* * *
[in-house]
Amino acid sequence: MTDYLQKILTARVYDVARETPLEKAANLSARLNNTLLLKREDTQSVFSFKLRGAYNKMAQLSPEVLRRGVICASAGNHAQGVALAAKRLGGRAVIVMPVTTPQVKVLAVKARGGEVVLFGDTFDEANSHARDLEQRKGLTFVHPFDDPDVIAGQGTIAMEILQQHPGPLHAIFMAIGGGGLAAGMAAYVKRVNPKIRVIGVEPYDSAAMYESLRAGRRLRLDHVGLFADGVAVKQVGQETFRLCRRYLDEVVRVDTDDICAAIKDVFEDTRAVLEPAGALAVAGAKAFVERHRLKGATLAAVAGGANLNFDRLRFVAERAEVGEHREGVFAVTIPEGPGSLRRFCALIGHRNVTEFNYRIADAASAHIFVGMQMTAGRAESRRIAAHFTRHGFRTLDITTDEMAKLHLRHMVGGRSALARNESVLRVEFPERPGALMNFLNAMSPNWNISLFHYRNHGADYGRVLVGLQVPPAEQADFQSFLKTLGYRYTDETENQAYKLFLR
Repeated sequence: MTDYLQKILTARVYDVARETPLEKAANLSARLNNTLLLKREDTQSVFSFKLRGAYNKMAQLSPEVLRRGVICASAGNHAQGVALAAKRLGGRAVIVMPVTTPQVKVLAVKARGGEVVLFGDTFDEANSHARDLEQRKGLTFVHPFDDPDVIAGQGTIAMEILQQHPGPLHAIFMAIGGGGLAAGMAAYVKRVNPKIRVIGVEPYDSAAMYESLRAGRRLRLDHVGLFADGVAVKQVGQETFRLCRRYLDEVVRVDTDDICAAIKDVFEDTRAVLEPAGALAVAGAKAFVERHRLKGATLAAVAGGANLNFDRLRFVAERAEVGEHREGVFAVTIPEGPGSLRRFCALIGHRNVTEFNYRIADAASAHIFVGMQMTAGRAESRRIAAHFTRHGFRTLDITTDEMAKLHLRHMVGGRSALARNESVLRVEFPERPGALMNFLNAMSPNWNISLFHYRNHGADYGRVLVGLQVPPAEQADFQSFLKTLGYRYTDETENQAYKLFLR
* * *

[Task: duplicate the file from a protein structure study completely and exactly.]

[in-house]
Amino acid sequence: MTDYLQKILTARVYDVARETPLEKAANLSARLNNTLLLKREDTQSVFSFKLRGAYNKMAQLSPEVLRRGVICASAGNHAQGVALAAKRLGGRAVIVMPVTTPQVKVLAVKARGGEVVLFGDTFDEANSHARDLEQRKGLTFVHPFDDPDVIAGQGTIAMEILQQHPGPLHAIFMAIGGGGLAAGMAAYVKRVNPKIRVIGVEPYDSAAMYESLRAGRRLRLDHVGLFADGVAVKQVGQETFRLCRRYLDEVVRVDTDDICAAIKDVFEDTRAVLEPAGALAVAGAKAFVERHRLKGATLAAVAGGANLNFDRLRFVAERAEVGEHREGVFAVTIPEGPGSLRRFCALIGHRNVTEFNYRIADAASAHIFVGMQMTAGRAESRRIAAHFTRHGFRTLDITTDEMAKLHLRHMVGGRSALARNESVLRVEFPERPGALMNFLNAMSPNWNISLFHYRNHGADYGRVLVGLQVPPAEQADFQSFLKTLGYRYTDETENQAYKLFLR
Repeated sequence: MTDYLQKILTARVYDVARETPLEKAANLSARLNNTLLLKREDTQSVFSFKLRGAYNKMAQLSPEVLRRGVICASAGNHAQGVALAAKRLGGRAVIVMPVTTPQVKVLAVKARGGEVVLFGDTFDEANSHARDLEQRKGLTFVHPFDDPDVIAGQGTIAMEILQQHPGPLHAIFMAIGGGGLAAGMAAYVKRVNPKIRVIGVEPYDSAAMYESLRAGRRLRLDHVGLFADGVAVKQVGQETFRLCRRYLDEVVRVDTDDICAAIKDVFEDTRAVLEPAGALAVAGAKAFVERHRLKGATLAAVAGGANLNFDRLRFVAERAEVGEHREGVFAVTIPEGPGSLRRFCALIGHRNVTEFNYRIADAASAHIFVGMQMTAGRAESRRIAAHFTRHGFRTLDITTDEMAKLHLRHMVGGRSALARNESVLRVEFPERPGALMNFLNAMSPNWNISLFHYRNHGADYGRVLVGLQVPPAEQADFQSFLKTLGYRYTDETENQAYKLFLR